>Expresses have a new-style polymer trigger plate, while Police guns have an old-style compressed aluminum trigger plate. The polymer trigger plates show less visible wear than the aluminum (which is silver under the paint) and due to the polymer's improved ability to flex and absorb force, are believed to be more impact-resistant than the relatively brittle powdered aluminum in most environments. Testing of similar polymer and compressed aluminum Ruger 10/22 trigger guards supports this (it has been suggested - but not confirmed - that the polymer may lose its toughness in extremely cold conditions). However, old-style compressed aluminum trigger plates have not proven to be a liability over decades of harsh military and police duty. All right-hand-ejecting 12ga 870 magnum and non-magnum (not super magnum) trigger plates are interchangeable, but are often only available as complete trigger plate assemblies, which can make switching styles a relatively expensive prospect.

>Police 870s use an old-style hammer pin, while Expresses use a new-style hammer pin. The parts are different only because of the different trigger plate materials, there're no functional differences.

That's it. To the best of my knowledge, all other parts and features are identical (I'll come back and edit this if someone can point out something I missed, or if I come across new information). Notice that the above differences are mostly trade-offs; when parts are different, the Express and Police versions each offer advantages and disadvantages. Express owners looking to "upgrade" would be wise to stop and consider that the Police versions may not offer enough of a benefit to be worth the expense, or that the Express versions may actually be a better fit for for their needs.

Rob62
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Re: Different types of 870's??

Post by Rob62 » Sat Feb 08, 2014 12:09 pm

Good Post.

Can you comment on the magazine tube of the Exress' ? Have the "dimples" been removed from them. And are they back to the old style?

Do all Express barrels have a magazine cap detent, PN #F17451, once again in the magazine ring and use the old style magazine cap that "ratchets" down on this detent ?

(FWIW - That hole dimple thing in the mag tubes of the Express and trying to keep these shotguns from being able to use screw on magazine extensions was one of the WORST decisions that Remington ever made in my opinion - that and the whole J - internal locking - safety mess)

Thanks,

Rob

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Synchronizor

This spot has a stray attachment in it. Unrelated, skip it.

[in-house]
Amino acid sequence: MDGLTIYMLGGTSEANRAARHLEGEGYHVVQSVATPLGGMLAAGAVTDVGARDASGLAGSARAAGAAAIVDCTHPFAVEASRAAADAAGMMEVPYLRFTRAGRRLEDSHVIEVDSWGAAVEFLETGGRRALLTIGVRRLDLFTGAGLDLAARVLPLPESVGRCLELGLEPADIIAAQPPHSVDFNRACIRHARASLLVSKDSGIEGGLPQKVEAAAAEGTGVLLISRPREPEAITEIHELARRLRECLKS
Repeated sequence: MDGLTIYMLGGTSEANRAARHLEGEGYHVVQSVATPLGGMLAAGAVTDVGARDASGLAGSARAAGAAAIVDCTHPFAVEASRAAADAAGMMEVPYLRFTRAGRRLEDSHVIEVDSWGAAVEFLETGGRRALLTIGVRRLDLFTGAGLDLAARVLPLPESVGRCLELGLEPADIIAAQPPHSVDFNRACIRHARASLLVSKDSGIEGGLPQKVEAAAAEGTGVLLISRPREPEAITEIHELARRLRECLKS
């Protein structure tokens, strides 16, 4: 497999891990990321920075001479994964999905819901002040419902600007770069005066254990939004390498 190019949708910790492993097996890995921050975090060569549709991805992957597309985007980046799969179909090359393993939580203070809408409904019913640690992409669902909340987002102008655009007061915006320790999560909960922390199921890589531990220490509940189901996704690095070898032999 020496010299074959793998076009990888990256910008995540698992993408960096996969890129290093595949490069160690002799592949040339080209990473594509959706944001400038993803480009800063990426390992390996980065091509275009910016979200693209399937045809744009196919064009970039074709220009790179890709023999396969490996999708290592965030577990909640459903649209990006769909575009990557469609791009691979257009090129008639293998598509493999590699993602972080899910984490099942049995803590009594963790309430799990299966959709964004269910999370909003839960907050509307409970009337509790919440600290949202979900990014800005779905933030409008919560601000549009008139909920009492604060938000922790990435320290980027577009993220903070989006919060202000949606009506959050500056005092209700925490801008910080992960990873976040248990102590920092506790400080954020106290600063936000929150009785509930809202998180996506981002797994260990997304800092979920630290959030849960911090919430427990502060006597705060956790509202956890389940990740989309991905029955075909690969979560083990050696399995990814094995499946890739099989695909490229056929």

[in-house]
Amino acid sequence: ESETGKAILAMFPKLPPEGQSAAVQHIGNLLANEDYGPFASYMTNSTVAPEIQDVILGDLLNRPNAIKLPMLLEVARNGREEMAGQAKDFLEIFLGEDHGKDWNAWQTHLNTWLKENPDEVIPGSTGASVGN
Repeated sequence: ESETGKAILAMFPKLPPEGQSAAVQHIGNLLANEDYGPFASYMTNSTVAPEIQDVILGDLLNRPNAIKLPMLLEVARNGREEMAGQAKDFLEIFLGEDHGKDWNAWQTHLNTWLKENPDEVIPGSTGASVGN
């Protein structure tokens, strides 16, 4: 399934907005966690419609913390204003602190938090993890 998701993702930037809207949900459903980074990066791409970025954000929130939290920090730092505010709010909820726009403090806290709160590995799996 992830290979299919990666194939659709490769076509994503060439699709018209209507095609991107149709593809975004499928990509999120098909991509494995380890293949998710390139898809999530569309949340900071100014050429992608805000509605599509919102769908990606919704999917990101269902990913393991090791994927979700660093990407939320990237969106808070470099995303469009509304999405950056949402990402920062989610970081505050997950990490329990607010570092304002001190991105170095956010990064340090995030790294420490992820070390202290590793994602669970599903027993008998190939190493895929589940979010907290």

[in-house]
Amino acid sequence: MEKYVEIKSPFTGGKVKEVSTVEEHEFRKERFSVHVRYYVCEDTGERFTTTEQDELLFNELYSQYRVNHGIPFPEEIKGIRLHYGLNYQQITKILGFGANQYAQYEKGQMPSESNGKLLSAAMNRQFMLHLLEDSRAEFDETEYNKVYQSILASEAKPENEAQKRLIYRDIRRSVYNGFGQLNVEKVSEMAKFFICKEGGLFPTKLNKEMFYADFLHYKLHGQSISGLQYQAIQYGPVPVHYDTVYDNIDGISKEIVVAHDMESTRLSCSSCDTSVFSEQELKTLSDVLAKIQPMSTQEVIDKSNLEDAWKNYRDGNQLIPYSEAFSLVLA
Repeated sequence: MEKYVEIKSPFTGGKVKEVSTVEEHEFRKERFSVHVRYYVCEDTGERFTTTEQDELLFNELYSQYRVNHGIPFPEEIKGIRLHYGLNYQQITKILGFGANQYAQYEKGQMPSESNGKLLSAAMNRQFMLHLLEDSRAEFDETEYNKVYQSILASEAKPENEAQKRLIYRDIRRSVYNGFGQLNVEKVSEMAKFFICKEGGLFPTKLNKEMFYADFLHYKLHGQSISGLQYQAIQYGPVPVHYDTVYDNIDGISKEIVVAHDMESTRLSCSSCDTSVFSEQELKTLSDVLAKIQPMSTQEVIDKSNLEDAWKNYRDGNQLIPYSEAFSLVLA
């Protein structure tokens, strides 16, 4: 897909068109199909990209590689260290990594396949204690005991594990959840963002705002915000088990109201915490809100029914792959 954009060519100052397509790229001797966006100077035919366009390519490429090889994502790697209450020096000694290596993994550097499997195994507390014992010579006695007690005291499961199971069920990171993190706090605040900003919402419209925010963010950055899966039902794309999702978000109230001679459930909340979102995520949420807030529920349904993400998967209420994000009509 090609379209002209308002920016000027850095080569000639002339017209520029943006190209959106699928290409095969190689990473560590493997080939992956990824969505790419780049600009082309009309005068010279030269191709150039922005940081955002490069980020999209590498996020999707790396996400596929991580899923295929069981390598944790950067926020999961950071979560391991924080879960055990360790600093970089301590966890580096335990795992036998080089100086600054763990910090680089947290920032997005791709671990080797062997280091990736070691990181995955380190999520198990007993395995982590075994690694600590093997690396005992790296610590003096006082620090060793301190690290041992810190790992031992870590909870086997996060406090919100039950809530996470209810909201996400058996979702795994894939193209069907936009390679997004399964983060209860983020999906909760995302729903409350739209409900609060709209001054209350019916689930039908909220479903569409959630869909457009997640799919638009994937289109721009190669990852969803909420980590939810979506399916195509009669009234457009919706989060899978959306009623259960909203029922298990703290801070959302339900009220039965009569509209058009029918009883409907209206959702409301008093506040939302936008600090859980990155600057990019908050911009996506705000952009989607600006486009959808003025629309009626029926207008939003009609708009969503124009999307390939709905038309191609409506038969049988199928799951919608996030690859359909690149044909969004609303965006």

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Re: Different types of 870's??

Post by Synchronizor » Sat Feb 08, 2014 1:01 pm

Rob62 wrote:Can you comment on the magazine tube of the Exress' ? Have the "dimples" been removed from them. And are they back to the old style?

Do all Express barrels have a magazine cap detent, PN #F17451, once again in the magazine ring and use the old style magazine cap that "ratchets" down on this detent ?
870s (of any type) that have factory-installed magazine extensions use the old-style ratchet system with a detent in the barrel guide ring. Civilian 870s without magazine extensions (including the new Express Tacticals with single-piece 6-round magazine tubes and magazine caps) seem to have switched completely to the new-style internal ratchet system with plastic spring retainers and special magazine caps. There may be some exceptions, my local gun store doesn't exactly stock Remington's entire 870 lineup. These barrels generally don't have detents installed in the barrel guide ring, though I've seen some that have the holes for them, and there may be some that have detents installed if they use the same barrel as models that come with extensions (such as the #25549 Express Synthetic 18")
Rob62 wrote:(FWIW - That hole dimple thing in the mag tubes of the Express and trying to keep these shotguns from being able to use screw on magazine extensions was one of the WORST decisions that Remington ever made in my opinion - that and the whole J - internal locking - safety mess)
I've seen no evidence to back up the tinfoil-hat theory that the new-style dimples and internal ratchet system were introduced to keep 870 owners from adding magazine extensions. If that was the actual point, why would Remington make the dimples so easy to remove? And why would they continue to sell magazine extension parts to anyone with a telephone and a credit card?

The dimpled magazine tubes and new-style internal ratchet system accomplish two things that actually make sense from a business standpoint:

First, it saves money by replacing three metal parts (detent, detent spring, and spring retainer) with one plastic spring retainer, and by replacing precision drilling and staking steps with a stamping process that's simpler and easier to automate (this also improves quality control, detents have been known to fall out and get lost due to poor staking). Say what you will, but Remington is a business, and the gun-buying public votes with their wallets. Insignificant as it may be in the long run, we all know that Joe Consumer will go with a different gun to save $15 or $20 on the purchase cost.

Second, the new-style spring retainers are much less of a hassle to remove and replace than the old-style press-in metal spring retainers. I have one of those metal spring retainers for my 870, but it just stays in my spare parts containers because it's too much of a headache to use, and I know I'm not the first 870 owner to leave it out. The dimples may be a bit of a pain if you want to install a magazine extension, but if you're just using a magazine cap, and you want to be able to swap barrels without having the magazine spring try to take your eye out each time, the new-style spring retainers are a massive improvement. You don't have to use tools to get them in and out, and you won't FUBAR the end of your magazine tube like you can with a press-in retainer. I demonstrate the removal and reinstallation of both styles in my take-down video guide, if you're interested in seeing the difference.

Rob62
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Re: Different types of 870's??

Post by Rob62 » Sat Feb 08, 2014 3:00 pm

Synchronizor - that's the best write up I have read on this subject. Thanks for taking the time to do it. It will undoubtedly help many folks understand the issue better. I agree with all your points.

Regards,

Rob